What Was the Easter Rising and Why Did It Happen?
The Easter Rising was an armed rebellion against the British government which took place in Dublin, Ireland between Monday 24 April and Sunday 29 April, 1916. As a military campaign the Rising was ultimately a failure but it had an important legacy in that the British response to the event turned the majority of the Irish public away from the idea of Home Rule and towards the concept of a fully independent Irish Republic.
It was led by Irish nationalists who wanted to achieve independence for their country. On Easter Monday 1916 they occupied key points in the city, including the General Post Office, and proclaimed the establishment of an Irish Republic. After fierce fighting, the rebels surrendered, and the government executed 15 of the Rising’s leaders, helping to propel Ireland toward national independence while some of the surviving organizers went on to become leaders in the Anglo-Irish War and Civil War that followed.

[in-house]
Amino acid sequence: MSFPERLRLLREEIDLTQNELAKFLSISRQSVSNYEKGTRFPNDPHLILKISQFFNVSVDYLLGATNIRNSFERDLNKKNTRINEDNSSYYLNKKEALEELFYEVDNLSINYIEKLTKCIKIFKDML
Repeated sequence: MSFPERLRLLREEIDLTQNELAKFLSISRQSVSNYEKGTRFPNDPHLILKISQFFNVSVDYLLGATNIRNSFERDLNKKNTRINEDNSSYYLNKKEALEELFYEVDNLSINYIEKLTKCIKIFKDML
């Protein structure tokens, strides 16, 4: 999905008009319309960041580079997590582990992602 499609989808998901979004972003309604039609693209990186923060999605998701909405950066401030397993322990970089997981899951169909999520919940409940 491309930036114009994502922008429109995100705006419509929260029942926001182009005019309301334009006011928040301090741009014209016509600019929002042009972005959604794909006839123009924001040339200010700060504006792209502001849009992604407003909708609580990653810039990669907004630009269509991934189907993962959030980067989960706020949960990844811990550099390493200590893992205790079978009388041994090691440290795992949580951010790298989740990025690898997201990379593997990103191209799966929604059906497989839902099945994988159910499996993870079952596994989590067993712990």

The rebellion and its leaders have been remembered in varying lights over time; to some, they were Irish heroes and martyrs, to others, they were catalysts of unnecessary violence in a region that knows too well the effects of ethnic conflict. The Easter Rising lasted from Easter Monday 24 April 1916 to Easter Saturday 29 April 1916. Annual commemorations, rather than taking place on 24–29 April, are typically based on the date of Easter, which is a moveable feast.